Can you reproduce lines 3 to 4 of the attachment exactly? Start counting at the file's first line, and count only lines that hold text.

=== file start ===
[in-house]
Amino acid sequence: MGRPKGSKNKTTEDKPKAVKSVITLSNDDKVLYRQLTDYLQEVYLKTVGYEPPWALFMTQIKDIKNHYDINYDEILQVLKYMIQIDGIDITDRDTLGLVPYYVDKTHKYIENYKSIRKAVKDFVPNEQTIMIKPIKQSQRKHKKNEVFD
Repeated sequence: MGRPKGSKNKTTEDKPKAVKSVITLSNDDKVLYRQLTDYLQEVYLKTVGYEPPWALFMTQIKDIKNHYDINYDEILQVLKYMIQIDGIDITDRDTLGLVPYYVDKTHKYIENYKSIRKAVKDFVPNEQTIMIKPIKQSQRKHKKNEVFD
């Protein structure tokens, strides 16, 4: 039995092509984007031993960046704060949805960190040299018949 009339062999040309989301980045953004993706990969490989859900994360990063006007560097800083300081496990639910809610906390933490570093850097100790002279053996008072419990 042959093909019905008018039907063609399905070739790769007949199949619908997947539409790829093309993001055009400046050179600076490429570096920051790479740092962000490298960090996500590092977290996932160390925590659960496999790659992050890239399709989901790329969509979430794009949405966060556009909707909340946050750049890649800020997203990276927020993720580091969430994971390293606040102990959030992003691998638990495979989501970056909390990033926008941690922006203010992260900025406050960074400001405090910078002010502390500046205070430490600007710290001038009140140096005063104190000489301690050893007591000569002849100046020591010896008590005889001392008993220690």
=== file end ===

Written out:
Repeated sequence: MGRPKGSKNKTTEDKPKAVKSVITLSNDDKVLYRQLTDYLQEVYLKTVGYEPPWALFMTQIKDIKNHYDINYDEILQVLKYMIQIDGIDITDRDTLGLVPYYVDKTHKYIENYKSIRKAVKDFVPNEQTIMIKPIKQSQRKHKKNEVFD
């Protein structure tokens, strides 16, 4: 039995092509984007031993960046704060949805960190040299018949 009339062999040309989301980045953004993706990969490989859900994360990063006007560097800083300081496990639910809610906390933490570093850097100790002279053996008072419990 042959093909019905008018039907063609399905070739790769007949199949619908997947539409790829093309993001055009400046050179600076490429570096920051790479740092962000490298960090996500590092977290996932160390925590659960496999790659992050890239399709989901790329969509979430794009949405966060556009909707909340946050750049890649800020997203990276927020993720580091969430994971390293606040102990959030992003691998638990495979989501970056909390990033926008941690922006203010992260900025406050960074400001405090910078002010502390500046205070430490600007710290001038009140140096005063104190000489301690050893007591000569002849100046020591010896008590005889001392008993220690």